* ring buffer.
* __string(foo, bar) is similar to: strcpy(foo, bar)
* To assign a string, use the helper macro __assign_str().
* __assign_str(foo, bar);
* In most cases, the __assign_str() macro will take the same
* parameters as the __string() macro had to declare the string.
* __bitmask: This is another kind of __dynamic_array, but it expects
* an array of longs, and the number of bits to parse. It takes
* two parameters (name, nr_bits), where name is the name of the
* bitmask to save, and the nr_bits is the number of bits to record.
* __bitmask(target_cpu, nr_cpumask_bits)
* To assign a bitmask, use the __assign_bitmask() helper macro.
* __assign_bitmask(target_cpus, cpumask_bits(bar), nr_cpumask_bits);
* fast_assign: This is a C like function that is used to store the items
* into the ring buffer. A special variable called "__entry" will be the
* structure that points into the ring buffer and has the same fields as
* described by the struct part of TRACE_EVENT above.
* printk: This is a way to print out the data in pretty print. This is
* useful if the system crashes and you are logging via a serial line,
* the data can be printed to the console using this "printk" method.
* This is also used to print out the data from the trace files.
* Again, the __entry macro is used to access the data from the ring buffer.
* Note, __dynamic_array, __string, and __bitmask require special helpers
* to access the data.
* For __dynamic_array(int, foo, bar) use __get_dynamic_array(foo)
* Use __get_dynamic_array_len(foo) to get the length of the array
* For __string(foo, bar) use __get_str(foo)
* For __bitmask(target_cpus, nr_cpumask_bits) use __get_bitmask(target_cpus)
* Note, that for both the assign and the printk, __entry is the handler
* to the data structure in the ring buffer, and is defined by the
* It is OK to have helper functions in the file, but they need to be protected
* from being defined more than once. Remember, this file gets included more
* than once.
static inline int __length_of(const int *list)
for (i = 0; list[i]; i++)
TP_PROTO(const char *foo, int bar, const int *lst,
const char *string, const struct cpumask *mask),
TP_ARGS(foo, bar, lst, string, mask),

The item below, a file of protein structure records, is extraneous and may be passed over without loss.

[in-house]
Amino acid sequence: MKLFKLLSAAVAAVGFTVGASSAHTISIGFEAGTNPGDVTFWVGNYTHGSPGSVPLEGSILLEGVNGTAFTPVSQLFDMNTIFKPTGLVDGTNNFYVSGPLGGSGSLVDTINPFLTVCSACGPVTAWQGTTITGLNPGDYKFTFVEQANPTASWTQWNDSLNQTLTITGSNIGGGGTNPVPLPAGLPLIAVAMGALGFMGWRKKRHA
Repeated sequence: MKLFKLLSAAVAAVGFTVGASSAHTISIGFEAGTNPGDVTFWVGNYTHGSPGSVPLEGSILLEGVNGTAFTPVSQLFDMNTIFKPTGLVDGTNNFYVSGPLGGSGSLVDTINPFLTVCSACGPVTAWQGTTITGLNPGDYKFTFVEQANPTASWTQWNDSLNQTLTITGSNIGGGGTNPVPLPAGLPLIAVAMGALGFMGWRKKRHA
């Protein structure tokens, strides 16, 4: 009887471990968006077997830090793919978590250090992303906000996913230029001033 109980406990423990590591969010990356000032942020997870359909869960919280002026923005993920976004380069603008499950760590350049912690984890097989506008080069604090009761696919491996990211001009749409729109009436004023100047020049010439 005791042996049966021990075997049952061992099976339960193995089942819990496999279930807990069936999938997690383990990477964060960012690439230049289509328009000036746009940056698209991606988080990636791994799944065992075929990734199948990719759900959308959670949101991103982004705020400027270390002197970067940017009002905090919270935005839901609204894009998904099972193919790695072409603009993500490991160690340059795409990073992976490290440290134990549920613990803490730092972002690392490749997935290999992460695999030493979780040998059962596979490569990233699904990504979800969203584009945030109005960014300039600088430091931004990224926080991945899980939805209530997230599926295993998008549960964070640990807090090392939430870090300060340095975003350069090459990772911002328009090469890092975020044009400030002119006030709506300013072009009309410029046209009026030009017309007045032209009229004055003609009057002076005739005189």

__array( char, foo, 10 )
__field( int, bar )
__dynamic_array(int, list, __length_of(lst))
__string( str, string )
__bitmask( cpus, num_possible_cpus() )
strlcpy(__entry->foo, foo, 10);
__entry->bar = bar;
__length_of(lst) * sizeof(int));
__assign_bitmask(cpus, cpumask_bits(mask), num_possible_cpus());
TP_printk("foo %s %d %s %s (%s)", __entry->foo, __entry->bar,
/***** NOTICE! The #if protection ends here. *****/
* There are several ways I could have done this. If I left out the
* TRACE_INCLUDE_PATH, then it would default to the kernel source
* include/trace/events directory.
* I could specify a path from the define_trace.h file back to this
* #define TRACE_INCLUDE_PATH ../../samples/trace_events
* But the safest and easiest way to simply make it use the directory
* that the file is in is to add in the Makefile:
* CFLAGS_trace-events-sample.o := -I$(src)
* This will make sure the current path is part of the include
* structure for our file so that define_trace.h can find it.
* I could have made only the top level directory the include:
* CFLAGS_trace-events-sample.o := -I$(PWD)
* And then let the path to this directory be the TRACE_INCLUDE_PATH:
* #define TRACE_INCLUDE_PATH samples/trace_events
* But then if something defines "samples" or "trace_events" as a macro
* then we could risk that being converted too, and give us an unexpected
#define TRACE_INCLUDE_PATH .
* TRACE_INCLUDE_FILE is not needed if the filename and TRACE_SYSTEM are equal
#define TRACE_INCLUDE_FILE trace-events-sample